The word "alkali" is formed from two Arabic words, "al," meaning "the," and "kali," the name of a plant from the ashes of which soda was obtained.

Chemically, an alkali is one of a class of caustic bases, the term "base" being given to the principal element of a compound. The chief characteristics of an alkali are comparatively well known: it unites with oils and fats to form soaps; neutralizes acids and forms with them fresh compounds known as salts, which possess properties differing from those of either constituent; turns red litmus paper blue; and is soluble in water.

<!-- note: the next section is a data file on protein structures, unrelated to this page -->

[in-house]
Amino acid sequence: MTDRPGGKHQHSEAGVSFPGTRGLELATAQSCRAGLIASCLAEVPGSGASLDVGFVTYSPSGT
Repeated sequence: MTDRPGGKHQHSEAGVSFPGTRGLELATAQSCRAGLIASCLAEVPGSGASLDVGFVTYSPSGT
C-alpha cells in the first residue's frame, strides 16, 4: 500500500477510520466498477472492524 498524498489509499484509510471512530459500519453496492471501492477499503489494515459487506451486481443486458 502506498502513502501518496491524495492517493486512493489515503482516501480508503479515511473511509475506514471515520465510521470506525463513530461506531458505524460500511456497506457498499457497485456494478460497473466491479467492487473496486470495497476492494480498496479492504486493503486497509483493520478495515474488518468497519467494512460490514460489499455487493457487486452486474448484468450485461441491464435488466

Those alkalies which are obtained in a solid state, viz., soda and potash, are termed "fixed," while ammonia, by reason of its gaseous nature, is called a "volatile" alkali.

An Alkaloid is an alkaline principle found in the tissues of plants or animals, or prepared synthetically in the laboratory; more soluble in alcohol than in water, and having a definite composition as regards the proportions of its chemical elements. This composition is different from that of an alkali. An alkaloid also unites with acids to form salts, and these salts have the same physiological and therapeutic actions as the alkaloid and are nearly all soluble in water.